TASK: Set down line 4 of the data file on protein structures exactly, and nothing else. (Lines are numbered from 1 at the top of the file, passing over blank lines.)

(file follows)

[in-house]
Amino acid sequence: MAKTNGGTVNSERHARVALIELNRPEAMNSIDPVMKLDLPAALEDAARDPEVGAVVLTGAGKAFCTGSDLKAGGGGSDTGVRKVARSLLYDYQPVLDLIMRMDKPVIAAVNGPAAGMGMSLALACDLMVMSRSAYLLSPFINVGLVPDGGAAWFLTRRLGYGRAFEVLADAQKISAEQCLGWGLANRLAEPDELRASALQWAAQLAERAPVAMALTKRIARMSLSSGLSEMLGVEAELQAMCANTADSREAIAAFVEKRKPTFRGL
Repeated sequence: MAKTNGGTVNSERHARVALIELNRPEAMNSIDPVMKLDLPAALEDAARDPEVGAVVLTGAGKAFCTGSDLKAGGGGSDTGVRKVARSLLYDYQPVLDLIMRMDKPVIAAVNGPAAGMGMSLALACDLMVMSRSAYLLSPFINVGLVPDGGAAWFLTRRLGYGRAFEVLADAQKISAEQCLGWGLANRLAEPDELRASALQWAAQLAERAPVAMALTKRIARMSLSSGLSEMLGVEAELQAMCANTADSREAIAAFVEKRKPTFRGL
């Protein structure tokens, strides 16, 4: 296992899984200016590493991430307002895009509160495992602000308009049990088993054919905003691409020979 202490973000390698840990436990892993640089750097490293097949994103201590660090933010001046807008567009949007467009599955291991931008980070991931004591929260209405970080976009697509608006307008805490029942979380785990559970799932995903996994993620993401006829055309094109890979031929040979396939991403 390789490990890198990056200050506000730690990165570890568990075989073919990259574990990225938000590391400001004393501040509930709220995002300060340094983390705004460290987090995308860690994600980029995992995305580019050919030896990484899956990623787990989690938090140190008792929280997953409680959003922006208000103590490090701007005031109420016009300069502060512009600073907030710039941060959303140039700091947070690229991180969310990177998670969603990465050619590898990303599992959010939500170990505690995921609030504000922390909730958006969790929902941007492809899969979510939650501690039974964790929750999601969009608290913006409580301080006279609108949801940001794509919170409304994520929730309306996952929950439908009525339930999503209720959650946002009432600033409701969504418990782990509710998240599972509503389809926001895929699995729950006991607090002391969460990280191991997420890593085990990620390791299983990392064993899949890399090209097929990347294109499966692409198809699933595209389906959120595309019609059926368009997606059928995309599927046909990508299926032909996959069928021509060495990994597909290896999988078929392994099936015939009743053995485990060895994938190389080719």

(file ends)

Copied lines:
């Protein structure tokens, strides 16, 4: 296992899984200016590493991430307002895009509160495992602000308009049990088993054919905003691409020979 202490973000390698840990436990892993640089750097490293097949994103201590660090933010001046807008567009949007467009599955291991931008980070991931004591929260209405970080976009697509608006307008805490029942979380785990559970799932995903996994993620993401006829055309094109890979031929040979396939991403 390789490990890198990056200050506000730690990165570890568990075989073919990259574990990225938000590391400001004393501040509930709220995002300060340094983390705004460290987090995308860690994600980029995992995305580019050919030896990484899956990623787990989690938090140190008792929280997953409680959003922006208000103590490090701007005031109420016009300069502060512009600073907030710039941060959303140039700091947070690229991180969310990177998670969603990465050619590898990303599992959010939500170990505690995921609030504000922390909730958006969790929902941007492809899969979510939650501690039974964790929750999601969009608290913006409580301080006279609108949801940001794509919170409304994520929730309306996952929950439908009525339930999503209720959650946002009432600033409701969504418990782990509710998240599972509503389809926001895929699995729950006991607090002391969460990280191991997420890593085990990620390791299983990392064993899949890399090209097929990347294109499966692409198809699933595209389906959120595309019609059926368009997606059928995309599927046909990508299926032909996959069928021509060495990994597909290896999988078929392994099936015939009743053995485990060895994938190389080719």